Message: 8483 - Contents - Hide Contents Date: Sat, 22 Nov 2003 12:03:47 Subject: Re: Finding the wedge product? From: Dave Keenan That's great Graham. I think I get it now. Let me try feeding it back in a different way so you can tell me if I've got it right, and so others may have another chance at following it. Lets first take the simplest case worth considering. The wedge product of two 3-limit (2D) vectors. [a1 a2> ^ [b1 b2> The procedure is to first list every product of a coefficient from A with a coefficient from B, i.e. their ordinary scalar products. So with 2 coefficients in each there will be 2x2 = 4 products to consider, a1*b1, a1*b2, a2*b1, a2*b2. As you calculate each product, combine the indices of the two coefficients to make a compound index for it. It is important to keep the indices in their original order at this stage. So we have (a1*b1)11, (a1*b2)12, (a2*b1)21, (a2*b2)22. The numbers after the parentheses are the compound indexes. This is not proper mathematical notation, but just a way to keep track of our intermediate results. There are certain rules about what to to with each product now, depending on its compound index. There are 3 possibilities: 1. If the indexes have a digit in common then ignore it. Just throw the product away. So we throw away (a1*b1)11 and (a2*b2)22. 2. Otherwise if the digits in the compound index are already in alphabetical order, do nothing. So (a1*b2)12 is just fine as it is. 3. Otherwise if they are not in alphabetical order then put them in alphabetical order, but you must do this in simple stages. At each stage you are only allowed to make two digits swap places, and every time you do this you must negate the product. So if, by the time the digits are in alphabetical order you have swapped digits an odd number of times, then it will be negated. If an even number of swaps were required then it will remain as it was. So (a2*b1)21 becomes (-a2*b1)12. Now find any products that have the same index and add them together. So we have only (a1*b2 - a2*b1)12. Now list all these sums in alphabetical order of their indices, inside as many brackets as the sum of the number of brackets in the two arguments, and pointing in the same direction. I assume the wedge product is only defined for values having their brackets pointing the same way. So our answer is [[(a1*b2 - a2*b1)>> Now lets try something more messy. A 7-limit (4D) vector wedged with a 7-limit bivector. This might represent combining a third comma with two that have already been combined, as an intermediate result on the way to finding the ET mapping where these all vanish. [a1 a2 a3 a4> ^ [[b12 b13 b14 b23 b24 b34>> We first make the list of products of all pairs, with their compound indices. product index a1*b12 112 a1*b13 113 a1*b14 114 a1*b23 123 a1*b24 124 a1*b34 134 a2*b12 212 a2*b13 213 a2*b14 214 a2*b23 223 a2*b24 224 a2*b34 234 a3*b12 312 a3*b13 313 a3*b14 314 a3*b23 323 a3*b24 324 a3*b34 334 a4*b12 412 a4*b13 413 a4*b14 414 a4*b23 423 a4*b24 424 a4*b34 434 Now we get rid of all those with two digits the same. Of course once you've got the idea, you wouldn't even bother writing them down in the first place. This leaves. product index a1*b23 123 a1*b24 124 a1*b34 134 a2*b13 213 a2*b14 214 a2*b34 234 a3*b12 312 a3*b14 314 a3*b24 324 a4*b12 412 a4*b13 413 a4*b23 423 Now we do the old switcheroo on the ones that aren't already in alphabetical order, and negate them if we have to do an odd number of switches. And we end up with: product index a1*b23 123 a1*b24 124 a1*b34 134 -a2*b13 123 -a2*b14 124 a2*b34 234 a3*b12 123 -a3*b14 134 -a3*b24 234 a4*b12 124 a4*b13 134 a4*b23 234 Now we sum the products with the same index. product index a1*b23 + a3*b12 - a2*b13 123 a1*b24 - a2*b14 + a4*b12 124 a1*b34 - a3*b14 + a4*b13 134 234 Now we list them in alphabetical order of index inside the right number of brackets. [[[a1*b23+a3*b12-a2*b13 a1*b24-a2*b14+a4*b12 a1*b34-a3*b14+a4*b13 a2*b34-a3*b24+a4*b23>>> Voila!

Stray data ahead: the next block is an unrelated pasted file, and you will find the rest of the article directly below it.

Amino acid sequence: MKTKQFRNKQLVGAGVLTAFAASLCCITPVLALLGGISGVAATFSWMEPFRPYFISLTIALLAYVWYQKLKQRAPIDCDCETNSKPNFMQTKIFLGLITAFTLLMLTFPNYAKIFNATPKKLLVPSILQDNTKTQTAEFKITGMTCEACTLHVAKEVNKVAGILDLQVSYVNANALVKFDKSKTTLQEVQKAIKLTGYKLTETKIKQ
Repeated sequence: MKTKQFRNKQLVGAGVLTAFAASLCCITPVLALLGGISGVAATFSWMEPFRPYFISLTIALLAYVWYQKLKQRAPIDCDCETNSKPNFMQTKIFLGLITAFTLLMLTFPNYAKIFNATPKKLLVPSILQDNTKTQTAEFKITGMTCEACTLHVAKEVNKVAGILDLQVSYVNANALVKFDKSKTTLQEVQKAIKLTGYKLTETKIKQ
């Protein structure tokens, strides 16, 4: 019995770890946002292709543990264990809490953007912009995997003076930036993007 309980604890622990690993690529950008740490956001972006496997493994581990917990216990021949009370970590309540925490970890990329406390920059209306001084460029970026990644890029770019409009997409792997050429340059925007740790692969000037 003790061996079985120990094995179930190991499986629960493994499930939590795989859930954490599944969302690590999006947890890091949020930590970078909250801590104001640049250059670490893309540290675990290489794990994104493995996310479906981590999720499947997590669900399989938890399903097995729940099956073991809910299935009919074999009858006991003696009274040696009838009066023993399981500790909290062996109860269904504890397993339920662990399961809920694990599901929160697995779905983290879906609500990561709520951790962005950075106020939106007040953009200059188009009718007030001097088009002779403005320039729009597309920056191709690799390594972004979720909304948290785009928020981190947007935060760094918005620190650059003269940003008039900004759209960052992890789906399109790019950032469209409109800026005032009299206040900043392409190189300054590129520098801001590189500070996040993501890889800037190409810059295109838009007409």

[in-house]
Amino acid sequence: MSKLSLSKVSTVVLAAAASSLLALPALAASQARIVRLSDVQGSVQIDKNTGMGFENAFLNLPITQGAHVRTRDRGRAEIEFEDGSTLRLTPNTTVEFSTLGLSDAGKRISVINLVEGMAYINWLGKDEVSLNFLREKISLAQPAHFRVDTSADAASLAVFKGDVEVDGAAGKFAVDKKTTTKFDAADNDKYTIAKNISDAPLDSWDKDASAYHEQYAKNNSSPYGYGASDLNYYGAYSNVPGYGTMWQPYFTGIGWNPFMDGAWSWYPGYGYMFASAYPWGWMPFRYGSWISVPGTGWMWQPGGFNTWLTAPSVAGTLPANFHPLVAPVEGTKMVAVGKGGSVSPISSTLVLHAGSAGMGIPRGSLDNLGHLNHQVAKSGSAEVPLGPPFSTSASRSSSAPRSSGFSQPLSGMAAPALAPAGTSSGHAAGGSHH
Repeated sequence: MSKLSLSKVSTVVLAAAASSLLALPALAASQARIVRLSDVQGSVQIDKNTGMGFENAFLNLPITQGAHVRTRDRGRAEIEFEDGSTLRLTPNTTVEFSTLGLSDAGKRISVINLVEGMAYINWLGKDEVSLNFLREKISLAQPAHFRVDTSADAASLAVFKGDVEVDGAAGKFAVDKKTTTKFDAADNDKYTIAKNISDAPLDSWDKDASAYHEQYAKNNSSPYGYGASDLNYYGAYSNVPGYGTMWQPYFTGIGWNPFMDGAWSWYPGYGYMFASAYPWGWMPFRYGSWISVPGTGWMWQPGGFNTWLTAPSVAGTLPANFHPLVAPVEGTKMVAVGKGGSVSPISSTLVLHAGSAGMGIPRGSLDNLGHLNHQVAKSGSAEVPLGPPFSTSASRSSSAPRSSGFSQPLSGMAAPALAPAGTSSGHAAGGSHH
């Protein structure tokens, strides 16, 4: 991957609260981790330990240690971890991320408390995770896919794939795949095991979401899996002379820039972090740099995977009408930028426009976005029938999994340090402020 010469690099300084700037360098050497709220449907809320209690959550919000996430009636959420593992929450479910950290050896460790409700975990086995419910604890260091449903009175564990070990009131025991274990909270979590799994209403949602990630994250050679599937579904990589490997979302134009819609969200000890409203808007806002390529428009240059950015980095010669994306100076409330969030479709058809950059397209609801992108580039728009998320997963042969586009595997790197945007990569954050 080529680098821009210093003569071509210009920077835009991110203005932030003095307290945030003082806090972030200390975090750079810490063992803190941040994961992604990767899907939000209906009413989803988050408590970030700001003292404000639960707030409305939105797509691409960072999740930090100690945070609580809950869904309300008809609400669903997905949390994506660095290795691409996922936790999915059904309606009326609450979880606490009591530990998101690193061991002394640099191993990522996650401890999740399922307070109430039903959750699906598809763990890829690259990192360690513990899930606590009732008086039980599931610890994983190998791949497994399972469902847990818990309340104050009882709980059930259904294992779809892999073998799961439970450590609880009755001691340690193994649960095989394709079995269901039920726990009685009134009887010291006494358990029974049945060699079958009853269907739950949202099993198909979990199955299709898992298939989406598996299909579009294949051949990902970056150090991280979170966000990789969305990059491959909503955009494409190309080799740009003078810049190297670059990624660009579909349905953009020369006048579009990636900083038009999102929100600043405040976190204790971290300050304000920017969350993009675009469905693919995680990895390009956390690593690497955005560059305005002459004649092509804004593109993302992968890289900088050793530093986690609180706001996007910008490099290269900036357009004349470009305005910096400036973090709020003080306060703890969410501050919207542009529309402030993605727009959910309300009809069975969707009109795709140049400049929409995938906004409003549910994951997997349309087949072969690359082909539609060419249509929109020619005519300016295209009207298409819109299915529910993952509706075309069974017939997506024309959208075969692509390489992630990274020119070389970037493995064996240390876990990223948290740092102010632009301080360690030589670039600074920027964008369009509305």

Message: 8484 - Contents - Hide Contents Date: Sat, 22 Nov 2003 13:58:47 Subject: Re: Definition of val etc. From: Dave Keenan --- In tuning-math@xxxxxxxxxxx.xxxx Carl Lumma <ekin@l...> wrote:> I wish you guys wouldn't argue over the inclusion of the term > "val". Dave, it isn't this that causes a problem.I'm glad that it didn't ever cause a problem for you, but it sure as hell cause one for me. It had me bluffed for a very long time, so I'm guessing it may be a problem for others in future too.>> [0 -1 1> >> >> We can calculate the individual dot-products, for each row in turn, or >> we can use software that has matrix operations (e.g. Microsoft Excel) >> and simply find the matrix-product of the mapping matrix with the >> transpose of the exponent vector. >> Perfect example of what not to do. Introduce the word "transpose" > without saying what the hell it is. It doesn't matter what word you > use if you don't explain it.Well the transpose is only relevant if you're going to do it using matrix operations in software like Mathematica, Maple, Matlab, Octave (free) or Excel. And if you're doing this you can read their help to find out about transpose. I've already told you you can do it by repeated dot products, which I explained how to do (one of) above. But I should maybe give more detail on this. It's would be easy enough to explain transpose in this dictionary entry if you really think I should. However, if I have to explain transpose here, then presumably I have to explain "matrix product" too? This would be more tedious. However, I suppose we could give the Excel formulae in a Monz dictionary entry, considering it to be a sort of lowest common denominator among math tools. The transpose is a purely "cosmetic" operation. There's no arithmetic involved. It simply means to rotate the vector's list of numbers by 90 degrees on the page, so what was a left to right "row" vector is now a top to bottom "column" vector or vice versa. This only matters when a vector is interpreted as a matrix. Matrix operations give different results depending whether a vector is treated as a 1 by n matrix or an n by 1 matrix.>>> <1 2 4] [ 0 <2 >> <0 -1 -4] -1 = -3> >> 1> >> >> The result is a column vector <2 -3> >> And how did you get that result?Good question. I agree this could use more detail. Let's try writing the matrix equation like this. <1 2 4] * [ 0 -1 1>+ = <2 -3>+ <0 -1 -4] The infix "*" is the matrix product operator and the postfix "+" is the transpose. Just think of the "+" as a little picture of a vector being rotated 90 degrees on the page, or as a superscript lowercase "t" for "transpose". In Excel we could select two cells one-above-the-other, where we want the result, and type the formula =MMULT(m,TRANSPOSE(v)) and hit Ctrl-Shift-Enter. You would of course replace m and v by the spreadsheet ranges corresponding to the mapping matrix and exponent vector respectively. Now lets look at doing it by hand, without using matrix multiplication. Remember the dot product of a mapping with a vector is defined as <a1 a2 ... an] . [b1 b2 ... bn> = a1*b1 + a2*b2 + ... an*bn Now with multiple generators we have <1 2 4] * [ 0 -1 1>+ <0 -1 -4] Which can simply be done as two dot products <1 2 4] . [ 0 -1 1> = 0 - 2 + 4 = 2 <0 -1 -4] . [ 0 -1 1> = 0 + 1 - 4 = -3 For convenience we can group these as a vector in angle brackets <2 -3>. And in case you've forgotten by now, this represents 2 octave "generators" up and 3 tempered-perfect-fourth generators down, as the meantone approximation of the ratio 5/3.> > > This stuff clearly isn't that hard unless you make it hard. Mainly > by *leaving out* all-important definitions and examples.I totally agree.